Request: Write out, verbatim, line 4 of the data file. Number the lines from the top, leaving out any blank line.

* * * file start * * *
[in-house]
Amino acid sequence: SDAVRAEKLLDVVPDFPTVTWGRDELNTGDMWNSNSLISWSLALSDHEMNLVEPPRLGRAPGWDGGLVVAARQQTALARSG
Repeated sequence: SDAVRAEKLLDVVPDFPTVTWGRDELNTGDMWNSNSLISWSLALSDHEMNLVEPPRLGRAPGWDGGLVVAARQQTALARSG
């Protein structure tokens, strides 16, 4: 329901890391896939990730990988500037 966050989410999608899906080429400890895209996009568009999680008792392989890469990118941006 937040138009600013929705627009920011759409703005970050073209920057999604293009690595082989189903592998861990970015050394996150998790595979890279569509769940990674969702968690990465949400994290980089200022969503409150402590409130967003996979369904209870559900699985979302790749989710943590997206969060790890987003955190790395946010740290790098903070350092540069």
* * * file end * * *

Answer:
């Protein structure tokens, strides 16, 4: 329901890391896939990730990988500037 966050989410999608899906080429400890895209996009568009999680008792392989890469990118941006 937040138009600013929705627009920011759409703005970050073209920057999604293009690595082989189903592998861990970015050394996150998790595979890279569509769940990674969702968690990465949400994290980089200022969503409150402590409130967003996979369904209870559900699985979302790749989710943590997206969060790890987003955190790395946010740290790098903070350092540069």